I had a similar thought, but instead of looking at correlation I've been looking at entropy. While high correlations will have low entropy, hypothetically some low correlations could as well. So it can reveal when things are going on that might otherwise be hidden. Just to clarify your idea. Are you looking at the sequence of droughts for a certain piece type? Or a sequence of droughts in general (eg. as the randomizer sequence is progressing)? Because they are both different in distribution and I haven't convinced myself one is more important to consider than the other.

I'm looking at consecutive droughts for the same piece (not sure how a sequence of droughts in general would work). I was inspired by someone complaining about how bag "forces droughts" - if we have two Is in a row we know that the next I must be at least 7 pieces after that. I've already written code for recording the empirical joint distribution in my current simulation code, and added in calculations for the expected drought given the last drought interval. I was also considering attempting to calculate the auto-correlation function, but I'm not sure how useful the extra info would be.

I've come up with a new randomizer that behaves much like Ti's when used to generate tetrominoes, but is usable for any number of piece types, such as with pentominoes. It has no manually enforced restrictions on its behavior (such as a fixed bag size), yet it seems to have "TGM randomizer" behavior, rarely behaving badly, but usually producing sequences that are appropriate for Tetris games. Python 3 version: Code: import random # Generic implementation, without special handling for the first piece. def Randomizer(pieceTypes): droughtLengths = [1 for piece in range(pieceTypes)] while True: i = random.randrange(sum(droughtLengths)) end = 0 for genPiece in range(pieceTypes): start = end end += droughtLengths[genPiece] if i >= start and i < end: for checkPiece in range(pieceTypes): if checkPiece != genPiece: droughtLengths[checkPiece] += 1 else: droughtLengths[checkPiece] = 1 yield genPiece break if __name__ == '__main__': r = Randomizer(7) pieceNames = { 0 : 'j', 1 : 'i', 2 : 'z', 3 : 'l', 4 : 'o', 5 : 't', 6 : 's' } print(''.join(pieceNames[next(r)] for i in range(70))) The attached archive contains a Windows program, C source code for that Windows program (the source is portable C, with nothing Windows-specific), the Python 3 source code shown above, and a readme describing how to use the Windows program. If you're doing tests of really large sequences, I'd suggest using the Windows program or the C source code. From what little analysis that I've done, the maximum drought length seems to scale proportionally to the number of piece types, and as the generated sequence gets longer the maximum drought length slowly grows. I've also found that the average drought length might be about 5 (exactly 5, as the sequence length approaches infinity?) when generating tetrominoes, so maybe the average drought length is some constant for each number of piece types.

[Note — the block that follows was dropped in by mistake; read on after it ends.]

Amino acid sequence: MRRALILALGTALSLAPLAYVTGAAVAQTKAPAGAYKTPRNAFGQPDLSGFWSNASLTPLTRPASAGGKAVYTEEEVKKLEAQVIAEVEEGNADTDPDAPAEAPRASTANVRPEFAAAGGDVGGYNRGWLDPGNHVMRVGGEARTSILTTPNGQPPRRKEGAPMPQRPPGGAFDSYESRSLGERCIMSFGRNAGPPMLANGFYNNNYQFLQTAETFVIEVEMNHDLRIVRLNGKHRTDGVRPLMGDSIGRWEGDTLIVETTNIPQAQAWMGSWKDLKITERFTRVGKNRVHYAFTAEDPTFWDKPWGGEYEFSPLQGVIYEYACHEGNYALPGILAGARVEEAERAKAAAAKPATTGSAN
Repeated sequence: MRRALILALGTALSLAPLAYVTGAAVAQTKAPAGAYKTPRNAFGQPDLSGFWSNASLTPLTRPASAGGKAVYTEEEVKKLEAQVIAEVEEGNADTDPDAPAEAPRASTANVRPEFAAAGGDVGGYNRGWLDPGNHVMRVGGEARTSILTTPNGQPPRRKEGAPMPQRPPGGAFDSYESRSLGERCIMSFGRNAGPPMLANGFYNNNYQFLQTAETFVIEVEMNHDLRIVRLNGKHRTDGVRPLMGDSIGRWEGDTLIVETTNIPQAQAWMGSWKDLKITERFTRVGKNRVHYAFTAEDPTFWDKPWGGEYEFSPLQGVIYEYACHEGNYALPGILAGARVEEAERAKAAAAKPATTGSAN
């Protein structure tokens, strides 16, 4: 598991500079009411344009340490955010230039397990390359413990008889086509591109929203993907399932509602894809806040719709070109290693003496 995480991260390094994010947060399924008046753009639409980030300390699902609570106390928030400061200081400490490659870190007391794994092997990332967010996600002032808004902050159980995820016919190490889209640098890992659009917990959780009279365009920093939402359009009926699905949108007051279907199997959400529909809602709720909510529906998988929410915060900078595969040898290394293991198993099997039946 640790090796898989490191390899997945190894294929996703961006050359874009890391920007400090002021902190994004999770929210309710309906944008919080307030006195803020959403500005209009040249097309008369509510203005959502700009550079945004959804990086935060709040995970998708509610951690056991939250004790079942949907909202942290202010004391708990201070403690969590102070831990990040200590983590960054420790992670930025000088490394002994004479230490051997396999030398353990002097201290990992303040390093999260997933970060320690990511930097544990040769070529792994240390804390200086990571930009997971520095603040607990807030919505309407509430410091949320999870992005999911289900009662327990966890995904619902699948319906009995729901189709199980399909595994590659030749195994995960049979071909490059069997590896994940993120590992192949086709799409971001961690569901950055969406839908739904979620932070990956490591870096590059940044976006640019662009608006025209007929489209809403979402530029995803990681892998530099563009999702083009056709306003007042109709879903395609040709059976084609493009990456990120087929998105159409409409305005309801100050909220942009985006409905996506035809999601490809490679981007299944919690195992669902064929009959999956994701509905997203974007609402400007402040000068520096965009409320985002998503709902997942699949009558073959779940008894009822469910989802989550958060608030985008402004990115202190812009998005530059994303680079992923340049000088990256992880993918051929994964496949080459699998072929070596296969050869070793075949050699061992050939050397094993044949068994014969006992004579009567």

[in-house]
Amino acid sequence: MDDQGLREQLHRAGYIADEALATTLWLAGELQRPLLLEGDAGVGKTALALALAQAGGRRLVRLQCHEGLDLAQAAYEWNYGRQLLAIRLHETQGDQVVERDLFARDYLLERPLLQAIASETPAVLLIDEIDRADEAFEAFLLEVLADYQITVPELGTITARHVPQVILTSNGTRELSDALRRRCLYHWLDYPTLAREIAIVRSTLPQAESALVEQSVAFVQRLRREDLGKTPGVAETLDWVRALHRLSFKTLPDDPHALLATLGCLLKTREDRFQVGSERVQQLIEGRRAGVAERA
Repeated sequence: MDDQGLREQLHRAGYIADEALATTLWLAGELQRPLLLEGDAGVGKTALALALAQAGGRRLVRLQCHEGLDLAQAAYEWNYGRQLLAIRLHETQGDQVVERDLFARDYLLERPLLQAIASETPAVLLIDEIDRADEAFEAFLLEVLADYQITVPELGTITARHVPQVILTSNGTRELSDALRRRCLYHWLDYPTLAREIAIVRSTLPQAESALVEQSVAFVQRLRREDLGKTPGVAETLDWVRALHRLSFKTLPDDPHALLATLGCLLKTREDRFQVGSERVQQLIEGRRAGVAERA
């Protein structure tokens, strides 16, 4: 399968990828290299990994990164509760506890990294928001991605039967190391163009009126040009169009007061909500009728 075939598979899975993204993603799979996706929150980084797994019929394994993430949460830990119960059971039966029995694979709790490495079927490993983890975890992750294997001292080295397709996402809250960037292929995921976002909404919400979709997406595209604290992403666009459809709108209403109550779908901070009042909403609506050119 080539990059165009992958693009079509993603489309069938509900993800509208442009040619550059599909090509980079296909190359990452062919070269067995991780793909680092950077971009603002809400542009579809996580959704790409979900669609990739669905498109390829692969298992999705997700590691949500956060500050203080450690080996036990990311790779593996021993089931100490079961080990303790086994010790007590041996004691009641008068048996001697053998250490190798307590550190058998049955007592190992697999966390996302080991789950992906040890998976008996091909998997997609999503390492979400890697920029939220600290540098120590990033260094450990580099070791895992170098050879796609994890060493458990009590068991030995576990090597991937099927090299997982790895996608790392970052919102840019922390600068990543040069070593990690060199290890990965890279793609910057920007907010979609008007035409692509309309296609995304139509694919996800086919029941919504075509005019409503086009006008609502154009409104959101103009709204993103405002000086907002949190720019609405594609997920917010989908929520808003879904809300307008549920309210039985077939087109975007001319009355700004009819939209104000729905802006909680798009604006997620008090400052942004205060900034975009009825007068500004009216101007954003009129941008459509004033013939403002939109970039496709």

The maximum drought size is technically unbounded with that algorithm, and the average drought size has to equal to 7 (or however many distinct piece types there are). I'm not sure who made the first version of that but I've seen it before. A natural extension is to weight pieces by the drought size raised to some floating point exponent greater than 1.